India is proof that healthcare miracles can save millions of children from death and disease

A healthy life.
A healthy life.
Image: Reuters/Pawan Kumar/Files
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When I first started working on child health, one in five children died before their fifth birthday from diseases such as diarrhoea, pneumonia, tetanus, whooping cough, and measles.

At the time when I was still living in India, I remember talking to people who thought disease was a natural way to curb populations. Especially at home, people had a laissez-faire attitude towards the fate of the almost 4.5 million children under five who died in the country every year from preventable diseases and the millions more that suffered unnecessary disability and poverty.

Four decades on, child mortality in India has been cut to 1.2 million per year, eradication of diseases is no longer merely a theory. When political and economic will is in place, miracles do happen.

Key lessons from these last 40 years can help us build an equitable world where no child dies from preventable disease.

The smallpox miracle

Something amazing happened in the 1960s—and it wasn’t related to the Beatles or landing a man on the moon. The decade had seen enormous outbreaks of smallpox—especially in India, which accounted for nearly 60% of all reported cases.

In 1967, in the shadow of 131,000 cases of smallpox, the World Health Organization (WHO) launched a campaign to completely eradicate the disease from the face of the earth.

Smallpox had existed for at least 3,000 years and no disease had ever been eradicated. So the vision (some might call it arrogance) it took to even contemplate that it was possible to consign a disease to history books was transformational.

In 1975 the last case of smallpox was seen in South Asia and, in 1980, the WHO declared the disease eradicated. This declaration redefined what was possible and ignited  a broader movement to save children from preventable disease.

Small moves, big ambitions

Some of the best ways to save lives are also the simplest.

The first few hours of life are the most critical and dangerous for newborns, and immediate breastfeeding can be the difference between life and death. That first suckle is like a powerful vaccine that helps kick-start the baby’s immune system and protects it from diseases and harmful bacteria.

While we’ve learnt the power of simple solutions, innovations along the way have saved millions of lives. In the 1980s, diarrhoea was the leading child killer. That was until small sachets of oral rehydration salts (ORS) were introduced to help children recover. In the last three decades, ORS is credited with saving over 50 million lives across the world.

Success breeds momentum. After the eradication of smallpox, other global eradication campaigns against polio and guinea worm were launched in the 1980s and cases have dropped exponentially. Both diseases are now close to eradication.

As globalisation kicked into gear, so did the world’s ambition.

By the turn of the millennium, leaders committed to a set of global goals, including the two-thirds reduction of child mortality by 2015.

The pledge was ambitious and spurred another round of investment and political commitment: the creation of Gavi, the Vaccine Alliance, which aims to introduce new, more effective vaccines to poor countries.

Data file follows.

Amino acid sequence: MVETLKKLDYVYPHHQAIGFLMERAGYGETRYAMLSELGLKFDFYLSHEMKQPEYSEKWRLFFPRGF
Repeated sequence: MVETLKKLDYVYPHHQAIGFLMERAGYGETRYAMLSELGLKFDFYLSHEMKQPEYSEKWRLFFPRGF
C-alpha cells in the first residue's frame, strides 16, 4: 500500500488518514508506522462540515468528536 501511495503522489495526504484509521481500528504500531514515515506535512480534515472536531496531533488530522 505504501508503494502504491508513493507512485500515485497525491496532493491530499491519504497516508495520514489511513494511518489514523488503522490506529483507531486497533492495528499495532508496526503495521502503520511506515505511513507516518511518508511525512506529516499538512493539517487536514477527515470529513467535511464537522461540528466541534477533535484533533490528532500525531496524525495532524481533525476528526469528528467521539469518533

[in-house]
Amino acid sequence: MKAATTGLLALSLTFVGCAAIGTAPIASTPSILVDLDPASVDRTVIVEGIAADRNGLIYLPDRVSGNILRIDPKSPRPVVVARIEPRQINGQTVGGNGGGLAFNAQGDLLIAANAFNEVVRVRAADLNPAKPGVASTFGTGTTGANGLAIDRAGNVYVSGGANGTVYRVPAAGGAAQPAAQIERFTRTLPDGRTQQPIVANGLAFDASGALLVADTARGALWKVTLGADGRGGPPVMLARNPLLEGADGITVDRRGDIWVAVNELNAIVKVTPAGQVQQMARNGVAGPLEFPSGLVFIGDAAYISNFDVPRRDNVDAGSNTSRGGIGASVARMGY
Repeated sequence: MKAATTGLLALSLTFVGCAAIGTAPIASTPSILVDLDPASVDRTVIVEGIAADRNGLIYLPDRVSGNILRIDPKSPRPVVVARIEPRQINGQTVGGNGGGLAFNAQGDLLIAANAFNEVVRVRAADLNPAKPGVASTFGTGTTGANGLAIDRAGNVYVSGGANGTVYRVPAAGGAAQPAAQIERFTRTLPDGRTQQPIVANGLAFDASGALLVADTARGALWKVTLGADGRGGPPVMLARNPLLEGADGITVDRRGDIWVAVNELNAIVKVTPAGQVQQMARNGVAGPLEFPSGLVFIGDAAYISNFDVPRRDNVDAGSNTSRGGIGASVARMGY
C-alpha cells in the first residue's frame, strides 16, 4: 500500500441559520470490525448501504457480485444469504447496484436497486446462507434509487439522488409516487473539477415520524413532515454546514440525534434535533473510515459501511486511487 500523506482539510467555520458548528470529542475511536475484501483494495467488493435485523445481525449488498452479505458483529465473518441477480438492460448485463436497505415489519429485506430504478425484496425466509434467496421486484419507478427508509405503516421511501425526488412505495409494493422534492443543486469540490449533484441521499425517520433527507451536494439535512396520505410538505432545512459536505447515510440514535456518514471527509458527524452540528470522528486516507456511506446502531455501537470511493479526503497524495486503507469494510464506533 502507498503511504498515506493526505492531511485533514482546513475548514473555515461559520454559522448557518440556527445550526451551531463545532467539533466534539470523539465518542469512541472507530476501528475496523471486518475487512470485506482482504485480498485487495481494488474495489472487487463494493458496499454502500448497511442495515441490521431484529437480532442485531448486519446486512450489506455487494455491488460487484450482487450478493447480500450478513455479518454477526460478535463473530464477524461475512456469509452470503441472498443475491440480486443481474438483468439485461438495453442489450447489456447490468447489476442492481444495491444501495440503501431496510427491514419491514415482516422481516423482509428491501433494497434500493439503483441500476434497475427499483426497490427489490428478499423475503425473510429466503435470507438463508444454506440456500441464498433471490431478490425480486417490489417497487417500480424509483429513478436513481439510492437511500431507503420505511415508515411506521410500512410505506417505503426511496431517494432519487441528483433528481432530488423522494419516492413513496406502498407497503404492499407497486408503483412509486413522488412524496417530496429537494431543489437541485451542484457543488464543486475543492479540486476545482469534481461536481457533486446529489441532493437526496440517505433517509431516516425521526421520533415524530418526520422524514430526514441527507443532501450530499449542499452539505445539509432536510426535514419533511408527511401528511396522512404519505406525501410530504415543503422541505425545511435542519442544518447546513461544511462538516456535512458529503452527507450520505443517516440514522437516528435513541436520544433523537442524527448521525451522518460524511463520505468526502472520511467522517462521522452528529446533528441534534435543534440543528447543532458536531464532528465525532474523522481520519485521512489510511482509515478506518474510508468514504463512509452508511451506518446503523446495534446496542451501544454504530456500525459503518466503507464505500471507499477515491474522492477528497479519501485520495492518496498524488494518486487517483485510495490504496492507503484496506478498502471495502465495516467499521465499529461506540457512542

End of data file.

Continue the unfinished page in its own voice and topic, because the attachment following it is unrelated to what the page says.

Gavi has been supplying India with hepatitis B and polio vaccines since 2002—but this is not a one-way relationship. India manufactures more than half of Gavi-procured vaccines, and in 2014 it became the first implementing country to also become a Gavi donor.

Thanks to Gavi’s efforts, vaccines against pneumonia and diarrhoea, the two biggest child killers, are being rolled out around the world. By 2020, the Global Vaccine Action Plan estimates that the use of pneumococcal, rotavirus, and haemophilus influenzae type b (Hib) vaccines will have saved approximately five million lives.

Let’s save the kids

Experts once said that polio would never be eradicated from India. This year the country celebrated five years without a single case—an amazing achievement. Now India is building off its polio legacy by introducing the rotavirus and pneumococcal vaccines—nationwide—to tackle diarrhoea and pneumonia.

The political momentum in tackling these deadly diseases is not just found in India; across the region we’re witnessing the rollout of new technologies to improve the cold chain system to keep vaccines cold longer so that we can reach the most marginalized communities.

Looking forward, the shocks from climate catastrophe—like the drought we’re seeing at the moment—present real challenges to how we tackle disease and the growing calamity of antimicrobial resistance and threat of disease pandemics. I know that we still have a lot of hard work to do; too many children still suffer from preventable disease.

However, we’ve successfully eradicated smallpox; polio and guinea worm are both moribund and child mortality has been cut dramatically. Transformational change is possible. But it only happens when we first believe it and then back it up with financial, political and human resources.

In the words of the Nobel laureate Gabriel Mistral: “We are guilty of many errors and many faults, but our worst crime is abandoning the children, neglecting the fountain of life. Many of the things we need can wait. Children cannot. Right now is the time their bones are being formed, their blood is being made and their senses are being developed. To them, we cannot answer ‘tomorrow’. We must answer today!”

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